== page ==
You cannot claim a foreign tax credit for income taxes paid or accrued to any country if the income giving rise to the tax is for a period (the sanction period) during which:
- The Secretary of State has designated the country as one that repeatedly provides support for acts of international terrorism,
- The United States has severed or does not conduct diplomatic relations with the country, or
- The United States does not recognize the country’s government, unless that government is eligible to purchase defense articles or services under the Arms Export Control Act.
The following countries meet this description for 2012. Income taxes paid or accrued to these countries in 2012 do not qualify for the credit.
- Libya (but see Note later).
- North Korea.
Income that is paid through one or more entities is treated as coming from a foreign country listed above if the original source of the income is from one of the listed countries.
Waiver of denial of the credit. A waiver can be granted to a sanctioned country if the President of the United States determines that granting the waiver is in the national interest of the United States and will expand trade and investment opportunities for U.S. companies in the sanctioned country. The President must report to Congress his intentions to grant the waiver and his reasons for granting the waiver not less than 30 days before the date on which the waiver is granted.
Effective December 10, 2004, the president granted a waiver to Libya. Income taxes arising on or after this date qualify for the credit if they meet the other requirements in this publication.
Limit on credit. In figuring the foreign tax credit limit, discussed later, income from a sanctioned country is a separate category of foreign income unless a Presidential waiver is granted. You must fill out a separate Form 1116 for this income. This will prevent you from claiming a credit for foreign taxes paid or accrued to the sanctioned country.
Taxes Imposed on Certain Dividends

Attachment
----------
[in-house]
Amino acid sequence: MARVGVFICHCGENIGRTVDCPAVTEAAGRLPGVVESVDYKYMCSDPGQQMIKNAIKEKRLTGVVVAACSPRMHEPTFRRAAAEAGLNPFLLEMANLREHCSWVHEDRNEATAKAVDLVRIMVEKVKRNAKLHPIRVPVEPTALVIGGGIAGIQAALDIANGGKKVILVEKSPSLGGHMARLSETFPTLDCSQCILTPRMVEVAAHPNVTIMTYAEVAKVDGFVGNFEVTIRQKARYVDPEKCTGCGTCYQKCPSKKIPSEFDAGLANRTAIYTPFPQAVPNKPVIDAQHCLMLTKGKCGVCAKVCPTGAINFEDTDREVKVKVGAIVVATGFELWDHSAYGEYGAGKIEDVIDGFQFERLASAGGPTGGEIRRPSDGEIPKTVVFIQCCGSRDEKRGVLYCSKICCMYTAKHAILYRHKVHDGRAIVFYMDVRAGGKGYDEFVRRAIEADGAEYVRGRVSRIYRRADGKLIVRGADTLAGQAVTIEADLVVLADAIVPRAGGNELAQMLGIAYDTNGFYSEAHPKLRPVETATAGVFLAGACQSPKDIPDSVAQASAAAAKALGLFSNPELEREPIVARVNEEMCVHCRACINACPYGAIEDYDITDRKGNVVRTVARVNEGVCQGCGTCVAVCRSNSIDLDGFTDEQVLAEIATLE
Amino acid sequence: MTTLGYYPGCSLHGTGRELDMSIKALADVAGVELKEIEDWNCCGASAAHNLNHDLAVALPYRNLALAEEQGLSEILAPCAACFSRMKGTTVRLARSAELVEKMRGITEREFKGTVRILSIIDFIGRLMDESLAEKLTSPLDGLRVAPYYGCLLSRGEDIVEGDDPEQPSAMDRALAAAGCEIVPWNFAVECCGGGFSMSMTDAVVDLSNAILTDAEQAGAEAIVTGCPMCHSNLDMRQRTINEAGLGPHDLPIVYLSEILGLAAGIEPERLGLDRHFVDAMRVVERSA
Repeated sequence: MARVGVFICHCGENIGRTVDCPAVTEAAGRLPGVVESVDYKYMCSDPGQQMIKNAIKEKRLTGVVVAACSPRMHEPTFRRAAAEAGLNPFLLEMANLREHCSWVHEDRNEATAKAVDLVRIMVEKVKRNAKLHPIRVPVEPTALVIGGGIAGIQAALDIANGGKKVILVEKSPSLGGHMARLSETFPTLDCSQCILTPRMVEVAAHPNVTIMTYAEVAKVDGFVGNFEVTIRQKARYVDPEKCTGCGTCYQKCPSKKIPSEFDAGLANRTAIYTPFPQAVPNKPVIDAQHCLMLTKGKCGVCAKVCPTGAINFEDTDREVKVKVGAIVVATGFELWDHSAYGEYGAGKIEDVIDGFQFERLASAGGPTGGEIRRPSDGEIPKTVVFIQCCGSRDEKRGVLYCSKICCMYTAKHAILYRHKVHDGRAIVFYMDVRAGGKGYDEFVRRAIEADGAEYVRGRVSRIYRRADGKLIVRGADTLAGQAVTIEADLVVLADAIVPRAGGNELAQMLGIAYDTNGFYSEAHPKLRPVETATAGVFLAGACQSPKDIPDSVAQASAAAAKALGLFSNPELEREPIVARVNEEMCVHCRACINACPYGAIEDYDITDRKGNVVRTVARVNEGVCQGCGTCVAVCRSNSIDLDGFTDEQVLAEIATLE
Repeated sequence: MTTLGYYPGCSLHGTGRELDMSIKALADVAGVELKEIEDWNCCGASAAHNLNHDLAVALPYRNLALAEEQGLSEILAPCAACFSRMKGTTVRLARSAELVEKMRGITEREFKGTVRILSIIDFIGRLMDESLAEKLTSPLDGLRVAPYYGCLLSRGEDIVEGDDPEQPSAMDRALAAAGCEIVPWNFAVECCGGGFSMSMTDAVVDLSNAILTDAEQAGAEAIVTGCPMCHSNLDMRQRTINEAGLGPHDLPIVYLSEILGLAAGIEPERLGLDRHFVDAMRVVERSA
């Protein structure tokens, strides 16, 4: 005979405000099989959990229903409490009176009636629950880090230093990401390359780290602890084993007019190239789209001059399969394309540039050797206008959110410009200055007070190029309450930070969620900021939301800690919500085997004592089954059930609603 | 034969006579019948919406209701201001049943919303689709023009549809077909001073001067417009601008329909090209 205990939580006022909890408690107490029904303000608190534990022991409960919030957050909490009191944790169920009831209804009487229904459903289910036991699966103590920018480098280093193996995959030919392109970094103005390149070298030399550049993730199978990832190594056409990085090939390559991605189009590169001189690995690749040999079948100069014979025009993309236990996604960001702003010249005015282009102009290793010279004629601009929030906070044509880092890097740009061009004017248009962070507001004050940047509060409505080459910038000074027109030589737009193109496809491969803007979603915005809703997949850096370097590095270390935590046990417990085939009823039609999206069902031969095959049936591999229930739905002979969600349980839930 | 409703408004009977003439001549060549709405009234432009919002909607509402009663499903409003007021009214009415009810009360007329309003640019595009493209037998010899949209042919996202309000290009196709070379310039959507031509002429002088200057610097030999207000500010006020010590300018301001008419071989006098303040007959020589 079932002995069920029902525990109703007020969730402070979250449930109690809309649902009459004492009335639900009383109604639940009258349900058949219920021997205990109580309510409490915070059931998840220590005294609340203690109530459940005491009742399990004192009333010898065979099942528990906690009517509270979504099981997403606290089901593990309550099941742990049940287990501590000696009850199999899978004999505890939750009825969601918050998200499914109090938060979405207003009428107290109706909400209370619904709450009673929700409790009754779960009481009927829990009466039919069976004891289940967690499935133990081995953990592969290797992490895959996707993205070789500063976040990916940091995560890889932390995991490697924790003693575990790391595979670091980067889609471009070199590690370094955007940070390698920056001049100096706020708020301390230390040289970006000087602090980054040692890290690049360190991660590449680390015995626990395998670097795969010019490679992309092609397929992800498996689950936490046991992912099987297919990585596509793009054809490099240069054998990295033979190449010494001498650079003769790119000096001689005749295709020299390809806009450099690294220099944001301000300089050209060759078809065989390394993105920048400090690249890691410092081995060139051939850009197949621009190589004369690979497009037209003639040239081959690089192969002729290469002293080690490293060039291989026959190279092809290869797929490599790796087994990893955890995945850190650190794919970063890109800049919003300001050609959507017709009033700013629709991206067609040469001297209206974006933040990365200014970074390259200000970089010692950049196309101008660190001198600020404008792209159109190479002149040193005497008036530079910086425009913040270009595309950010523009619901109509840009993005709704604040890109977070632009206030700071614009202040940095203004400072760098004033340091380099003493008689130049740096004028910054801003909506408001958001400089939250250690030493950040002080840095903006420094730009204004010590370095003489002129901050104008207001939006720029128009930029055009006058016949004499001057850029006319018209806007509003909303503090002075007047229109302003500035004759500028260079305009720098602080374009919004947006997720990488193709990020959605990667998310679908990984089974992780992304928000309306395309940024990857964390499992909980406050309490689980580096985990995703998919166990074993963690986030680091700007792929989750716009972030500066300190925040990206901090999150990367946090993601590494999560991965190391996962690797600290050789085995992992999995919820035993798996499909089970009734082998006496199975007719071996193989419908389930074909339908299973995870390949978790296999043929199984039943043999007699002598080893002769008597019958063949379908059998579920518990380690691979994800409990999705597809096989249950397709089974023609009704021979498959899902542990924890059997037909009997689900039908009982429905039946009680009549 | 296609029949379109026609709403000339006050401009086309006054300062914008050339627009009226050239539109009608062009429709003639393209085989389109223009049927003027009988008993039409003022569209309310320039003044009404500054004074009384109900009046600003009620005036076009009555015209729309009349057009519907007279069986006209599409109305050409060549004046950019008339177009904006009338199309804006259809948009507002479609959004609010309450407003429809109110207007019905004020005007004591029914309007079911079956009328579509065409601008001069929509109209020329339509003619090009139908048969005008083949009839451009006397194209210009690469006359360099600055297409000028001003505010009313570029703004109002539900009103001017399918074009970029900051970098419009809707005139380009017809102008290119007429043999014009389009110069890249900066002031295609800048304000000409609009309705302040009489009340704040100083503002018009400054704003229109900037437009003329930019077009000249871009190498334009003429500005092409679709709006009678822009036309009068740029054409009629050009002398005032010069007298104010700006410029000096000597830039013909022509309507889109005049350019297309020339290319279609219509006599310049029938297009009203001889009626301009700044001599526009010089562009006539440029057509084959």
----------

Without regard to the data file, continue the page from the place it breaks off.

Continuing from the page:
You cannot claim a foreign tax credit for withholding tax (defined later) on dividends paid or accrued if either of the following applies to the dividends.
- The dividends are on stock you held for less than 16 days during the 31-day period that begins 15 days before the ex-dividend date (defined later).
- The dividends are for a period or periods totaling more than 366 days on preferred stock you held for less than 46 days during the 91-day period that begins 45 days before the ex-dividend date. If the dividend is not for more than 366 days, rule (1) applies to the preferred stock.
When figuring how long you held the stock, count the day you sold it, but do not count the day you acquired it or any days on which you were protected from risk or loss.
Regardless of how long you held the stock, you cannot claim the credit to the extent you have an obligation under a short sale or otherwise to make payments related to the dividend for positions in substantially similar or related property.
Withholding tax. For this purpose, withholding tax includes any tax determined on a gross basis. It does not include any tax which is in the nature of a prepayment of a tax imposed on a net basis.
Ex-dividend date. The ex-dividend date is the first date following the declaration of a dividend on which the purchaser of a stock is not entitled to receive the next dividend payment.
Taxes Withheld on Income or Gain (Other Than Dividends)
For income or gain (other than dividends) paid or accrued on property, you cannot claim a foreign tax credit for withholding tax (defined later):
- If you have not held the property for at least 16 days during the 31-day period that begins 15 days before the date on which the right to receive the payment arises, or
- To the extent you have to make related payments on positions in substantially similar or related property.